A Lesson for the Ivy League, From the Gilmore Girls


It’s over. 360 minutes, four seasons, three heartthrobs (who, like wine, got better with age), one adorable piglet, and an exorbitant amount of pop culture references from Hamilton to Wild later, Gilmore Girls has ended in the way that its creator, Amy Sherman-Palladino had always intended...but not without controversy.

The Internet has had a field day analyzing the show’s famously hyped final four words. They’ve been ringing in my ears since the final cut-to-black. In case you need a refresher, here's the transcript:

Rory: Mom?

Lorelai: Yeah?

Rory: I’m pregnant.

Rory Gilmore? Pregnant?? The bomshell left me with my mouth gaping open as Carol King’s chirpy theme song kicked in with the credits. What kind of ending is that?!

In my mind, Rory wasn’t supposed to have an unplanned pregnancy--Rory was supposed to get back on her feet after months of aimless loafing for a powerhouse career, complete with a Pulitzer Prize somewhere down the line. Rory was supposed to triumph with a return to the work ethic that fueled her long nights studying in Season 1; Rory would prove herself to be our heroine again.     

Instead, Rory at 32, acted wholly self-absorbed, irresponsible, and downright rude to the people who care for her. She forfieted growth for regression, and disappointed the fans who still believed in her in the process. 

By characterizing her this way, A Year in the Life powerfully fictionalized an aspect of elite culture far too prevalent at and after education on an Ivy League campus. Entitlement, subtle and overt, convinces some that they are inherently deserving of success--without any real work on their part. Empowered with an elite degree and a few choice compliments, they slip into a pattern of toxic self-fulfillment blind to the harm it causes others. As painful as it was to watch (her disasterous interview with Sandee Says comes to mind), Rory's downward spiral demonstrated the repugnant possibilities for those who rely on connections to make their future for them.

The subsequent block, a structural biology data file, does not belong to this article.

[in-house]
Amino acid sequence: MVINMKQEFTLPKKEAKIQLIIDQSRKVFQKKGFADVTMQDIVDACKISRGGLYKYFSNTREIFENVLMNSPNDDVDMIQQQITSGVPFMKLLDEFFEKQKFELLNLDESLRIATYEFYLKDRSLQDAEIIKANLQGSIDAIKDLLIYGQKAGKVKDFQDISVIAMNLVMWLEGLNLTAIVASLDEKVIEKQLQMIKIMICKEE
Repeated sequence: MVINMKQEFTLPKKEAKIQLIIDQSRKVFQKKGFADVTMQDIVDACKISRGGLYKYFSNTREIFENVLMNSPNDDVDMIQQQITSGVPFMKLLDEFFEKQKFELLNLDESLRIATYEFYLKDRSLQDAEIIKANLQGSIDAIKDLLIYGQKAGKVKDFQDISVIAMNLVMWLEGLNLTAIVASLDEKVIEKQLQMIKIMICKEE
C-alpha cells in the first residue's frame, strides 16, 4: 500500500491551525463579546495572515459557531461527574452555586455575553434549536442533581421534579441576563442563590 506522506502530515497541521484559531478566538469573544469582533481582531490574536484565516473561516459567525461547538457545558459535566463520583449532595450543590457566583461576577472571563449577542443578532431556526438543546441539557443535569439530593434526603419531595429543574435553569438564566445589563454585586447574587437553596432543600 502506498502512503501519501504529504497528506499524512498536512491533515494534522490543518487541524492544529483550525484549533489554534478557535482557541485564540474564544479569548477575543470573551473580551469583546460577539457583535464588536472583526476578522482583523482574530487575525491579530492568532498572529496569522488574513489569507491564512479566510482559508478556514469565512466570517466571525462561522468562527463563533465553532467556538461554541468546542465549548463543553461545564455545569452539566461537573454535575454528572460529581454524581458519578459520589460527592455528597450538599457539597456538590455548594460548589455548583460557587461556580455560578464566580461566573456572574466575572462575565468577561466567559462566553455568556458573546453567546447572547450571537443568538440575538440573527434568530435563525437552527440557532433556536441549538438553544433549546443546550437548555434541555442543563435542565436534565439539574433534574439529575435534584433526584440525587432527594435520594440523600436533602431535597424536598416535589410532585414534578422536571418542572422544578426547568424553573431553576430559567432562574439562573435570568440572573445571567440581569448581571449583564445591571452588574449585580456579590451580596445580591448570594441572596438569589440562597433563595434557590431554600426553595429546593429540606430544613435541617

For a long while, there was hope her character would age in the opposite direction. The early Rory Gilmore seemed to embody a positive, though not unflawed, example of what girls can achieve. In her unabashed passion for her studies and dreams of world travel, I saw some of myself. I never went to a snooty private school, nor did I grow up in a postcard-picturesque New England town where everyone knew my business--but I shared her passion for academics and drive to become a journalist. Like Rory, I wrote for my high school paper and always, always carried an extra book in my bag. I didn’t start watching the series until my sophomore year of college; meeting Rory through the show felt like reconnecting with an old friend. When the young Rory succeeded, it felt like a victory for shy, bookish girls like myself everywhere. Watching her thrive in the scripted world of Stars Hollow gave me the confidence to be myself. 

But, as critic after critic has pointed out, Rory changed when she arrived at Yale--or, more aptly, the privilege and entitlement lurking in the background of the early seasons came barreling to the forefront of the show. (After all, the foundations for her success were bankrolled by her wealthy grandparents.) Rory’s rise in the series came with accolades that she was handed rather than earned. First she soared at Chilton (on a loan from said grandparents); then she got into Yale (aided by an interview she claimed not to want); then, after a few bumps in the road, she set off to report on Barack Obama’s first presidential campaign in a move that, finally, felt earned.

In A Year in the Life, the growth that could have been made in that first step reversed with her flippant assumption that opportunities would continue to fall into her hands. She expected to progress as a journalist without writing or pitching ideas; she didn't prepare for a job interview, yet cried foul when the company "went in another direction." Her obsession with the journalistic success she "deserves"--and her lack of personal resposibility for getting there--felt like a cautionary postcard from the future. I too want to write for a masthead publication eventually, but not in Rory's way. Seeing Rory's personal and professional failures unfold, I was reminded of the importance of honest work to make any kind of lasting achievement. Equally important is holding personal relationships in the same esteem, a fact underscored by Rory's complete lack of consideration for her friendships and family in the revival

Rory's bombshell announcement at the show's close places her in a position that cannot, and should not, allow her to continue her tyrade of selfish amibition. Pregnancy, however unexpected, is the conclusion that Rory needs to redeem her character. Motherhood, friendship, and love are privileged over another certificate or career milestone in this ending; with another life depending on her (provided that she keeps the baby), she can't continue on her passive yet self-aggradizing path. She was taken care of her whole life. Finally, she must assume full resposibility for someone other than herself. 

With the prospect of a fourth onscreen Gilmore generation, the door’s now wide open for a sequel--we’ll see if a new series slips through. Out in the real world, Rory’s arc is a warning for letting an Ivy League degree and a glossy byline get to your head. I took one major lesson away from A Year in the Life: don’t follow where Rory leads.